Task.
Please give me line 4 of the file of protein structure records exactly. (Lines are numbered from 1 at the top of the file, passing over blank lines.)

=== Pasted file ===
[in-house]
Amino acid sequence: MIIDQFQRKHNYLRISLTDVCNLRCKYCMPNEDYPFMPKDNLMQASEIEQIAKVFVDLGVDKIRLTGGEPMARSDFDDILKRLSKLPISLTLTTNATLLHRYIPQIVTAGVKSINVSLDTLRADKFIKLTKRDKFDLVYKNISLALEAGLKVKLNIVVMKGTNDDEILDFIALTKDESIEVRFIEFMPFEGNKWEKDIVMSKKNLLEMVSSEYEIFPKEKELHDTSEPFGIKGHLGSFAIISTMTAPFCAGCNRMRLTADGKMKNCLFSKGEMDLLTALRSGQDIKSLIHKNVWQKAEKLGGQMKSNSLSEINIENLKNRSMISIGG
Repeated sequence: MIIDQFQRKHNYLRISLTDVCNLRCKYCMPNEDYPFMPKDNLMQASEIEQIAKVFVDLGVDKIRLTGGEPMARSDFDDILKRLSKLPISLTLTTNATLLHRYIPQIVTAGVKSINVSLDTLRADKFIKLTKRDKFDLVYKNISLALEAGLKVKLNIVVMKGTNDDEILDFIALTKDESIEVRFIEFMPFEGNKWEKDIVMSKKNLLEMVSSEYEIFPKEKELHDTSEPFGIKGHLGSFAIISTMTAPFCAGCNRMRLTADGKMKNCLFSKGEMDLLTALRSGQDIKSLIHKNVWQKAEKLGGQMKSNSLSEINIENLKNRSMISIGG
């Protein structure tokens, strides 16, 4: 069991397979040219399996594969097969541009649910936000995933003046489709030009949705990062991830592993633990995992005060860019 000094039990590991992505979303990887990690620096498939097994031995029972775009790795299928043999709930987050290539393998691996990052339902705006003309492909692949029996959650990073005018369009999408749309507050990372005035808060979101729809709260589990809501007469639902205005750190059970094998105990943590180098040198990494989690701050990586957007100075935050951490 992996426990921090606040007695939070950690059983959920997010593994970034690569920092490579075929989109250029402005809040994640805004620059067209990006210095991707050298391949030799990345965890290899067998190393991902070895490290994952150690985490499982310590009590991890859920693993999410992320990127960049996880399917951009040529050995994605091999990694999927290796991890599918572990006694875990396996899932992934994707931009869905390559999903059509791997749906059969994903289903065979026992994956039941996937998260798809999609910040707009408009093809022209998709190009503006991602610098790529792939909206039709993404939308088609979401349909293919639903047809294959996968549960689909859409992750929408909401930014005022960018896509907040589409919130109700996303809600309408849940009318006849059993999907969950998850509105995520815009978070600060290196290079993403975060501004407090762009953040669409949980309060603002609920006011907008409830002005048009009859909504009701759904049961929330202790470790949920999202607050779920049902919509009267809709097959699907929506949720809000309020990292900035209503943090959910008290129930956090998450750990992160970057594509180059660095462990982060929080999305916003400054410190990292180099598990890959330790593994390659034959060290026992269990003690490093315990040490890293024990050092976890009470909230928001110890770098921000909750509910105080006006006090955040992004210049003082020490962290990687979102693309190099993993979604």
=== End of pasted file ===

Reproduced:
């Protein structure tokens, strides 16, 4: 069991397979040219399996594969097969541009649910936000995933003046489709030009949705990062991830592993633990995992005060860019 000094039990590991992505979303990887990690620096498939097994031995029972775009790795299928043999709930987050290539393998691996990052339902705006003309492909692949029996959650990073005018369009999408749309507050990372005035808060979101729809709260589990809501007469639902205005750190059970094998105990943590180098040198990494989690701050990586957007100075935050951490 992996426990921090606040007695939070950690059983959920997010593994970034690569920092490579075929989109250029402005809040994640805004620059067209990006210095991707050298391949030799990345965890290899067998190393991902070895490290994952150690985490499982310590009590991890859920693993999410992320990127960049996880399917951009040529050995994605091999990694999927290796991890599918572990006694875990396996899932992934994707931009869905390559999903059509791997749906059969994903289903065979026992994956039941996937998260798809999609910040707009408009093809022209998709190009503006991602610098790529792939909206039709993404939308088609979401349909293919639903047809294959996968549960689909859409992750929408909401930014005022960018896509907040589409919130109700996303809600309408849940009318006849059993999907969950998850509105995520815009978070600060290196290079993403975060501004407090762009953040669409949980309060603002609920006011907008409830002005048009009859909504009701759904049961929330202790470790949920999202607050779920049902919509009267809709097959699907929506949720809000309020990292900035209503943090959910008290129930956090998450750990992160970057594509180059660095462990982060929080999305916003400054410190990292180099598990890959330790593994390659034959060290026992269990003690490093315990040490890293024990050092976890009470909230928001110890770098921000909750509910105080006006006090955040992004210049003082020490962290990687979102693309190099993993979604």